Job was hurting. Job was lost and sick and confused. But his friends never once considered where Job was coming from. Instead, they all had something to say about “them,” those wicked people out there, the greedy, the rich, the guilty. Their speeches were impressive.

And meaningless.

The issue was Job’s horrible tragedy. But they made it about them. I’m reading from the New Living Translation this year and I had to laugh at how they put Job’s plea:

Listen to what I am saying. That’s one consolation you can give me. Bear with me, and let me speak. After I have spoken, you may resume mocking me. (21:2-3)

You go, Job!

Do you know someone who is hurting? One of the best things you can do for your friend is listen. Not talk. Listen past his (or her) words and into his heart. Put aside the cliche’s (God knows best, you are strong, you can do this, pray about it, God’s in control, etc., etc., etc.) and just listen. Take in what he is saying and try to understand without thinking about solutions, or even thinking about your own experiences.

Your friend may be asking questions – but he probably isn’t ready to hear the answers you think you have. He wants you to hear him. Give him that respect.

And remember, your friend is hurting. It’s not about you. Don’t make it be.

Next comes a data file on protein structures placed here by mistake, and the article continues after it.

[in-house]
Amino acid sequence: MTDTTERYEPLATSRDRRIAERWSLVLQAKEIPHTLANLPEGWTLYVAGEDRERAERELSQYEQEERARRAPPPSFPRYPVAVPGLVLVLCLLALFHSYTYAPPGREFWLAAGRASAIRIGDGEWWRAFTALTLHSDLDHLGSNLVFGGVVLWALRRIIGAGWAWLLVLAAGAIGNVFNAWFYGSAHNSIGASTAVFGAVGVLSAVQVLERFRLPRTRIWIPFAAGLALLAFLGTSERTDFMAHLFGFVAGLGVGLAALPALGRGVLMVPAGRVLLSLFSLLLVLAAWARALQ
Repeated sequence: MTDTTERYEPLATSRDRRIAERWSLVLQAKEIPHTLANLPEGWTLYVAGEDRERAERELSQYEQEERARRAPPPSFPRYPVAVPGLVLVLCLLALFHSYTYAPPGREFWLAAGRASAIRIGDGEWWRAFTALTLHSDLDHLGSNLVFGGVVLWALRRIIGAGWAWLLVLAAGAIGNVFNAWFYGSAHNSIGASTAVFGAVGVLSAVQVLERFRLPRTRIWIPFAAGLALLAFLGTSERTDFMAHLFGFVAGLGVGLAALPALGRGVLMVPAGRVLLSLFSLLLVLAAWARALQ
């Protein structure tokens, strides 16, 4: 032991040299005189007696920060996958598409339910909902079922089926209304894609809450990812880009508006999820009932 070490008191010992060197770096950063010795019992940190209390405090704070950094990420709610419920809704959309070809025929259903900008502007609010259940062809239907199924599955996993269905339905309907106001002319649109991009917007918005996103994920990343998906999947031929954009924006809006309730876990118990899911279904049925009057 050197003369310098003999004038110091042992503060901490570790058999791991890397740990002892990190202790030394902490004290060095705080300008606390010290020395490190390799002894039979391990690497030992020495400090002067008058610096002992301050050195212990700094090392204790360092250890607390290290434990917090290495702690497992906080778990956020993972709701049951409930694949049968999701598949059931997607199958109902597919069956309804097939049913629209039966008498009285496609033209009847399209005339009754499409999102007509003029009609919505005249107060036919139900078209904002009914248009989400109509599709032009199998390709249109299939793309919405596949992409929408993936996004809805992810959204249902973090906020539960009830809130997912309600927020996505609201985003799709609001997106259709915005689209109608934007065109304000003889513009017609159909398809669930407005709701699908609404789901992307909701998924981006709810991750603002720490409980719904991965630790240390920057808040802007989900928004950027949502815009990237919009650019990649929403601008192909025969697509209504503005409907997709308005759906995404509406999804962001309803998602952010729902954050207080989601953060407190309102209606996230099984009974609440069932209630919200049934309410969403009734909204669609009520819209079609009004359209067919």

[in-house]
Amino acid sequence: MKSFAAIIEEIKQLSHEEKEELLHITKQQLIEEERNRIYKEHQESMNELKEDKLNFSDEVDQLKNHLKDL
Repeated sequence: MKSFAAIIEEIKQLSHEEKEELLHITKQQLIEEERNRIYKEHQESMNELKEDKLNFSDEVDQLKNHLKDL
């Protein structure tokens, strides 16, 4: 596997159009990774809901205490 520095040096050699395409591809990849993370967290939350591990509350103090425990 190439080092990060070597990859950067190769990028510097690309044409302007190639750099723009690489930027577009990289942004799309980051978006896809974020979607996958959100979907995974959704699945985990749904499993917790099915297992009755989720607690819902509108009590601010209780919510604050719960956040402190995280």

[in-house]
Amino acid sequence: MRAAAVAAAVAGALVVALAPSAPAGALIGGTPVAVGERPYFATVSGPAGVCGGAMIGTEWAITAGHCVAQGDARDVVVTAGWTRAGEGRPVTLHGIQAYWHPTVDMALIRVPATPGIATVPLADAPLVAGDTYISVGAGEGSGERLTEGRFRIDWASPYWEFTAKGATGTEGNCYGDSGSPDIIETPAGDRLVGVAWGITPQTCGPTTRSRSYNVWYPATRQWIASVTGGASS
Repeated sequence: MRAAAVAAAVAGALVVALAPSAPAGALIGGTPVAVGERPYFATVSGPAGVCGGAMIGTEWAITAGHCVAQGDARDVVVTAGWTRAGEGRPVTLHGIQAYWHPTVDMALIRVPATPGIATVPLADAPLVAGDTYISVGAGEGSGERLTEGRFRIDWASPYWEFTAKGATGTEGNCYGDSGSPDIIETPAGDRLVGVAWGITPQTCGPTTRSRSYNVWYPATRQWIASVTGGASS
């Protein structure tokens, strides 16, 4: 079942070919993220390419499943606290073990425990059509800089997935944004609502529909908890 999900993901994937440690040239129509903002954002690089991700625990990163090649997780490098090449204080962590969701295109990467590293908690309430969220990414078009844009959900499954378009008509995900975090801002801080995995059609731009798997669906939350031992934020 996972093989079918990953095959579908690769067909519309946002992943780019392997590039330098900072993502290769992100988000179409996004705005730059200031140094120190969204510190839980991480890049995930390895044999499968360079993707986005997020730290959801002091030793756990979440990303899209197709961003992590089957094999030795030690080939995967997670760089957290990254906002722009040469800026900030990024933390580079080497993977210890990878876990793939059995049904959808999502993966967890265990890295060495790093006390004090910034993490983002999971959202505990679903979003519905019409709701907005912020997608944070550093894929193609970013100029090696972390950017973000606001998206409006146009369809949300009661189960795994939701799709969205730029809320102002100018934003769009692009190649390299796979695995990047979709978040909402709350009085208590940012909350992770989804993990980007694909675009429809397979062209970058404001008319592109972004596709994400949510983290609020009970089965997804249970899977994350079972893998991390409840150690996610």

Unreasonable Demands

Genesis 49-50

Jacob told Joseph he wanted to be buried in Canaan with Abraham, Sarah, and Leah. That wasn’t an unreasonable request considering Joseph’s position and wealth. So when Jacob died, Joseph and the family, along with a group of Egyptians took his body to Canaan and buried him there with fanfare.

Joseph, when he was dying, said he too wanted to be buried in Canaan. His request wasn’t entirely reasonable at the time. He acknowledged that, and asked that WHEN they were able to leave Egypt, he’d like them to take his bones. He knew his family didn’t have the means to make that happen right then. In fact, it took about 400 years before they were able to take Joseph’s bones out of Egypt.

I’ve heard of people who make outlandish requests of loved ones concerning funerals, ashes, or distribution of stuff after they die. I’ve known people who go to great lengths and expense to fulfill last wishes, too.

Why? Do those facing death have such a need for control? Do they think they’ll be forgotten if they don’t continue to pull strings after they’ve gone? Do the remaining loved ones think the deceased are watching them to be sure they obey them?